Periodic Table Concepts

Periodic Table Concepts
inner transition metals
History
Periodic Law
Classification
halogens
alkaline earth metals
alkali metals
noble gases
transition metals
- the elements on the two rows which appear
underneath the main body of the periodic
table
- These elements are very reactive and very unstable.
Often these elements can only be made in a
laboratory and they they usually have radioactive
properties
- Some examples of this are Cerium, Dysprosium,
Erbium, Europium, Gadolinium, Holmium,
Lutetium
- The two scientists who had the biggest
impact were Dmitri Mendeleev and Lothar
Meyer.
- Mendeleev arranged the elements in his
periodic table in order of increasing atomic
mass
- Meyer used atomic weights to arrange 28
elements into 6 families that bore similar chemical
and physical characteristics, leaving a blank for
an
- example: every element in a group has the same
number of valance electrons, and each element will
have a larger mass and number than the element
before it.
- basically it states that elements follow a
pattern which controls their
characteristics
- This is the principle that states that properties of
the elements recur periodically as their atomic
number increases.
- elements can be classifies by their mass, number
of protons, number of neutrons, and common
characteristics
- classes can be separated by the number of
valance electrons that they have, this effects their
characteristics
- classifications include number of valance
electrons, types of groups and periods, and
atomic numbers
- Non-metallic elements
- Solid Halogens: Astatine and Iodine
- Liquid Halogens: Bromine
- Gas: Fluorine and Chlorine
- They are reactive, electropositive, divalent metals,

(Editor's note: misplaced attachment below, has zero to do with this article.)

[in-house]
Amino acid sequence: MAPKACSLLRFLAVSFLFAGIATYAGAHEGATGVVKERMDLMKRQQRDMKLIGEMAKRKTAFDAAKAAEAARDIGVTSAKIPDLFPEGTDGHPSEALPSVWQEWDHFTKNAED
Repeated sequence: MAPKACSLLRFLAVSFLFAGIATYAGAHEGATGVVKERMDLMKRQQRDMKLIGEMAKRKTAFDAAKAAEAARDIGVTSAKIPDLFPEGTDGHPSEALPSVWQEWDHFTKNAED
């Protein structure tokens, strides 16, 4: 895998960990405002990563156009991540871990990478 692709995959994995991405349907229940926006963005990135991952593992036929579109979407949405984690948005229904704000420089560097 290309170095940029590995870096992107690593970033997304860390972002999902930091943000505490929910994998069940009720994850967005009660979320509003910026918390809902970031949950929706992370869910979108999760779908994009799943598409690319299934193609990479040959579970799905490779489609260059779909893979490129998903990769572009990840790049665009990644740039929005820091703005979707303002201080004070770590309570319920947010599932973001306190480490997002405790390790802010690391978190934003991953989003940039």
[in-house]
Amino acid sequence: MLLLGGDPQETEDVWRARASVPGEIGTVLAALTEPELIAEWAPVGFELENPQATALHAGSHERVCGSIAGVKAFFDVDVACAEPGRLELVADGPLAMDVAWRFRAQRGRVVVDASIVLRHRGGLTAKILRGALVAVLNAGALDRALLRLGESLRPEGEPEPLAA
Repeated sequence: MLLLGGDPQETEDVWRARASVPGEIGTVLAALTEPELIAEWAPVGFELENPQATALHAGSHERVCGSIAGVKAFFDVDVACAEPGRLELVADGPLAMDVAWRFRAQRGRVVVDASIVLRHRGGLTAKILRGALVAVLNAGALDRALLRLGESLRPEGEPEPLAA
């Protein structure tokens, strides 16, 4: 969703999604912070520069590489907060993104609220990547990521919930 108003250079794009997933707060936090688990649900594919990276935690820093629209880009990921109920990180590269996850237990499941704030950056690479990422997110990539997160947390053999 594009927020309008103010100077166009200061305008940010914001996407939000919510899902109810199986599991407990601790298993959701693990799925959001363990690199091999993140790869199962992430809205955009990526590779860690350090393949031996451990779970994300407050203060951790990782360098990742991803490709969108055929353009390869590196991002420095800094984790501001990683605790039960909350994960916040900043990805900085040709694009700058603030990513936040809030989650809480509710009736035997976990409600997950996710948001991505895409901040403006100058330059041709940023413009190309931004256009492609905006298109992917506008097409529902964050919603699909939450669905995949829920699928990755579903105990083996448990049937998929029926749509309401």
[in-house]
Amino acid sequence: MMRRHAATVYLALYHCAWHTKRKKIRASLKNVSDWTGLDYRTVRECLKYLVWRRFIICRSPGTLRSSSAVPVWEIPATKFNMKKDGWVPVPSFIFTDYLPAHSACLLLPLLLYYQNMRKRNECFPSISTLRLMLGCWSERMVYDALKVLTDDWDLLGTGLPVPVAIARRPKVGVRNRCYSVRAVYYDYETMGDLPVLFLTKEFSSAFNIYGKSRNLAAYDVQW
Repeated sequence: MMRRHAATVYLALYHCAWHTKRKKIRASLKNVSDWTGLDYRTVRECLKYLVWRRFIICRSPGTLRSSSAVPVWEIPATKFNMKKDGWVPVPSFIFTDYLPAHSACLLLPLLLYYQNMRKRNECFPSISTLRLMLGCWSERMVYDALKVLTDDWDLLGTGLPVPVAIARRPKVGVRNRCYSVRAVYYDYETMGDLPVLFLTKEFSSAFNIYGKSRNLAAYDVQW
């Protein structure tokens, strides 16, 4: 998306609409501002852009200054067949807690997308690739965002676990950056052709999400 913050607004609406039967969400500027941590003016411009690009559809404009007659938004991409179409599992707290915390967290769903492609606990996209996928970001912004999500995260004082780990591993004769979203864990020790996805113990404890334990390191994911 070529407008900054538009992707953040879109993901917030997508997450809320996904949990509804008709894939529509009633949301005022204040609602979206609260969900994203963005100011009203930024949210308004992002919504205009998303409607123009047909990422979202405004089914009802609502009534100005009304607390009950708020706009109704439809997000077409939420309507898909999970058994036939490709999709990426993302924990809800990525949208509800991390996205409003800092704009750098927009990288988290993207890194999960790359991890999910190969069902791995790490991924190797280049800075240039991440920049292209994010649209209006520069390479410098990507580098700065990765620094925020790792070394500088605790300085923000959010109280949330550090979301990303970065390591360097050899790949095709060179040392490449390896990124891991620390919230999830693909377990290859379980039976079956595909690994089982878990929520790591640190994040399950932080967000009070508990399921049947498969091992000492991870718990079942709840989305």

and form basic oxides that react with water to
form comparatively insoluble hydroxides.
- This is are the second group
- beryllium, magnesium, calcium,
strontium, barium, and radium
- They are found on group one, which is
the far left column on the periodic
table.
- They are very reactive, electropositive,
monovalent metals forming strongly alkaline
hydroxides.
- Some of which include sodium,
potassium, rubidium, cesium, and
francium
- They were long believed to be totally unreactive
but compounds of xenon, krypton, and radon are
now known.
- They are the the farthest most
right group on the periodic table.
- Some noble gases include helium,
neon, argon, krypton, xenon, and
radon
- there are many different transitions metals but
some examples are iron, manganese, chromium,
and copper.
- These metals take up multiple groups on the
periodic table and can be found in columns 4
through 12.
- Chemically they show variable valence and a
strong tendency to form coordination compounds,
and many of their compounds are colored.
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